Q: In Breach of Trust you describe how the isolation of the military from the larger American public invites neglect–and guarantees failure and irresponsibility (on the part of that public). What would you like to hear a candidate in the 2016 presidential race say about repairing this untenable situation?
I’d like to hear our would-be leaders acknowledge the shortcomings of our military performance since 9/11. I understand that this is a politically difficult thing to do. It can be easily misinterpreted as faulting our soldiers. Our soldiers are great. But our military policies have have been defective. We’ve engaged in unnecessary and misguided wars — Iraq the best example. We’ve engaged in wars that we’ve not been able to bring to a decisive and successful conclusion — with both Iraq and Afghanistan offering examples. Why is that?
There are several possible answers to that question. My own answer is this one: We’ve embraced a military system that is inappropriate for a democracy such as ours. As a response to the debacle of Vietnam, we opted for a professional military — what the Founders would have called a “standing army.” We abandoned the tradition of the citizen-soldier that had served the Republic well going back to the days of the Revolution. It’s time for us to take a second look at the tradition and to consider its revival. Otherwise the experience of the recent past — too many wars, too few soldiers, too many lives and too much treasure squandered for little return — is likely to perpetuate itself.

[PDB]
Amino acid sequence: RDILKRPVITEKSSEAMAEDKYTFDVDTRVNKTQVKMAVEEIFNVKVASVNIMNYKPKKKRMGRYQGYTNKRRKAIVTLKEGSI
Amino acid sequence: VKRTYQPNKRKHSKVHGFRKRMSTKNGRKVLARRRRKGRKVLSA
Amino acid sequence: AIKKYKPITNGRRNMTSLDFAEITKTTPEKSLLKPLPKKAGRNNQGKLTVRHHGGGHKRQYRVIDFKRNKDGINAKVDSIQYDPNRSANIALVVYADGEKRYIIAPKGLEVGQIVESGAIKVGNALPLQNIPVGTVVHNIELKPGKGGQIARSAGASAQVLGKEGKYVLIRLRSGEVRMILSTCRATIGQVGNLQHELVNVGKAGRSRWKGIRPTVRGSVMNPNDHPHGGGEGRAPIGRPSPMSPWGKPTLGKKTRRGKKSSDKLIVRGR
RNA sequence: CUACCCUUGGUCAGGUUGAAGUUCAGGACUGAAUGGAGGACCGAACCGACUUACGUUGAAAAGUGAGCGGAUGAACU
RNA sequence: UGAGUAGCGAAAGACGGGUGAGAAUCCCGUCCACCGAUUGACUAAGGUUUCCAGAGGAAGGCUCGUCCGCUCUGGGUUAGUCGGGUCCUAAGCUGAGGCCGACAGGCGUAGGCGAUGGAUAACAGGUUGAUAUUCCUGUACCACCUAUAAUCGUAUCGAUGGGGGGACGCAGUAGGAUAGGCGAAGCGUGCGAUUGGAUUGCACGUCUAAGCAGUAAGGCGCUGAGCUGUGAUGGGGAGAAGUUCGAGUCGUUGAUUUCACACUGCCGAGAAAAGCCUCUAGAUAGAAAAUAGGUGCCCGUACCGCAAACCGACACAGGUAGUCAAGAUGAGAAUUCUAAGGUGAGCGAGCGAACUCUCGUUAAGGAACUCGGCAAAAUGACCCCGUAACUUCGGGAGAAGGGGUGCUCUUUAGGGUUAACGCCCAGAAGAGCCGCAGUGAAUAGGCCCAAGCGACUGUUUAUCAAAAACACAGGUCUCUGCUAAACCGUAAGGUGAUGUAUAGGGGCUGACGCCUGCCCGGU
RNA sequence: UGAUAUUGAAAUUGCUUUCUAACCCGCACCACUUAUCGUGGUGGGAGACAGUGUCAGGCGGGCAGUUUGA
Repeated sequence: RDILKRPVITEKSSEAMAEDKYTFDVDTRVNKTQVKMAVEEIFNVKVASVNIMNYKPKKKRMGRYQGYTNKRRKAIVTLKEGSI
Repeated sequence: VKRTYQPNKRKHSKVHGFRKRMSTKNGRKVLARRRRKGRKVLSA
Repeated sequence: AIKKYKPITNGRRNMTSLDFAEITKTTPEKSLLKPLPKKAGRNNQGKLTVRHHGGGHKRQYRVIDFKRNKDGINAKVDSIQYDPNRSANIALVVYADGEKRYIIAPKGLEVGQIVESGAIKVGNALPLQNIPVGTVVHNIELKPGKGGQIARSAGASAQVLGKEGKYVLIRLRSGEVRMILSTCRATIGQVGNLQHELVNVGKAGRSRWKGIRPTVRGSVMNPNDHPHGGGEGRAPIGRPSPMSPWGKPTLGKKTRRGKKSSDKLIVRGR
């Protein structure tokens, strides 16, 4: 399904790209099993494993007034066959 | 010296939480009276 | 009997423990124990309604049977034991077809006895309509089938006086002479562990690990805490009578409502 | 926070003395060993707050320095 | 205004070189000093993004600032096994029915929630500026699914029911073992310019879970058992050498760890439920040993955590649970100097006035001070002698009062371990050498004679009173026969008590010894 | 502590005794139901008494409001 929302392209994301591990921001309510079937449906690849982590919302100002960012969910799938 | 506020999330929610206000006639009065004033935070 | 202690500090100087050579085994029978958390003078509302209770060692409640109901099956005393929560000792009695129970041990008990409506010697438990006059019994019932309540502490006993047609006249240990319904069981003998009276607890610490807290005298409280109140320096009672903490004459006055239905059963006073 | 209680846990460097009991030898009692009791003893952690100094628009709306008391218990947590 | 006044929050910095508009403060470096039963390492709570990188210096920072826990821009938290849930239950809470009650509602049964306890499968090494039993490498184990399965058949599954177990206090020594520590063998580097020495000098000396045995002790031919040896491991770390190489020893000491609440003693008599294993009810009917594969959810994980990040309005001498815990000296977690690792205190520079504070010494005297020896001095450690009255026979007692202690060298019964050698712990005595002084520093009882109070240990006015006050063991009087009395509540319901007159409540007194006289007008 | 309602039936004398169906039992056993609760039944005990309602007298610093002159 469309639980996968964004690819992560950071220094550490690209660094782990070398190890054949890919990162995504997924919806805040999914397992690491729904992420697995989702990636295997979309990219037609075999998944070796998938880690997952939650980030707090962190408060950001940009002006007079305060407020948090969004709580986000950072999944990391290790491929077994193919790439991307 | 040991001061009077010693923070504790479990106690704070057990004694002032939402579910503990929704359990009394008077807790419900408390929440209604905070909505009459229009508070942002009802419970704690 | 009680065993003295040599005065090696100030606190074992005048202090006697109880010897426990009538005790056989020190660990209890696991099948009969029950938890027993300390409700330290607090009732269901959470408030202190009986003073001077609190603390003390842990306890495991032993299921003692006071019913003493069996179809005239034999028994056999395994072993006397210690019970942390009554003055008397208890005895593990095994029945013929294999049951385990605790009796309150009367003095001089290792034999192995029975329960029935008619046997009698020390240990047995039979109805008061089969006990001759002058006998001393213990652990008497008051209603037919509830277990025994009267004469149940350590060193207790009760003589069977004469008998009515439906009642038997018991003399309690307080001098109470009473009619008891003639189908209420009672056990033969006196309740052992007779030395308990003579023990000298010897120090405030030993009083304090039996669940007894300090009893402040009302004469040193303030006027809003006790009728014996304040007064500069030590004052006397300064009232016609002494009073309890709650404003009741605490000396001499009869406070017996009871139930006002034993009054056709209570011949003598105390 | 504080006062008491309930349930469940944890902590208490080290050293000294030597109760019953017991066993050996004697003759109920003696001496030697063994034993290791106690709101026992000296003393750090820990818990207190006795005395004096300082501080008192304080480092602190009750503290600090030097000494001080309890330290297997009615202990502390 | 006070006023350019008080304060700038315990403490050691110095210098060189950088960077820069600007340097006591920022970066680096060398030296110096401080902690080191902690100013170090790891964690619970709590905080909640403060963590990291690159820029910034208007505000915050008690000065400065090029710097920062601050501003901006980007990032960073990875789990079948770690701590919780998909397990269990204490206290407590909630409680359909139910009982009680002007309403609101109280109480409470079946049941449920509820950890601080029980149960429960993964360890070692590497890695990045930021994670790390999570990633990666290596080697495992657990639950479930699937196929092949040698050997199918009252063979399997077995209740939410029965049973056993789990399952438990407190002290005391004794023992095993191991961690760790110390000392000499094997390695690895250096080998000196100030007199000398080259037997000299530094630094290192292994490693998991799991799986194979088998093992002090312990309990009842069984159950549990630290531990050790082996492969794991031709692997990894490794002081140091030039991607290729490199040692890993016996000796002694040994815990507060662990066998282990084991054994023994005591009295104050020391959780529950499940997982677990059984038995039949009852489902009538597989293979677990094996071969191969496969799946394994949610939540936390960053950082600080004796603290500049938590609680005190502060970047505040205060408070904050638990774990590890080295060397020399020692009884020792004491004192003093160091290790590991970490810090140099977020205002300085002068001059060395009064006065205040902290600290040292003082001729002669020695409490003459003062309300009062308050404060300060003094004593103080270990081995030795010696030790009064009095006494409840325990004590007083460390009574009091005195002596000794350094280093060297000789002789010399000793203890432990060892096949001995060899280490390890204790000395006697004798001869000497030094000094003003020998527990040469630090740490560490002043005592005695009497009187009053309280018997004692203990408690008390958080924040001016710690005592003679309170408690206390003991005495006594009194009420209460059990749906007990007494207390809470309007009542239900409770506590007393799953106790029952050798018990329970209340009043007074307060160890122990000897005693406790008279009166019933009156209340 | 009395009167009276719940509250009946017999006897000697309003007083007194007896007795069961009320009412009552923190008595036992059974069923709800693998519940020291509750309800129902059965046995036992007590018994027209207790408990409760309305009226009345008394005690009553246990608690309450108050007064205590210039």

–Andrew Bacevich is the author of Breach of Trust: How Americans Failed Their Soldiers and Their Country. His previous books include Washington Rules: America’s Path to Permanent War (American Empire Project) The Limits of Power: The End of American Exceptionalism. A graduate of the U.S. Military Academy, he received his PhD in American Diplomatic History from Princeton University. He was a Colonel in the US Army and is a Professor of International Relations at Boston University.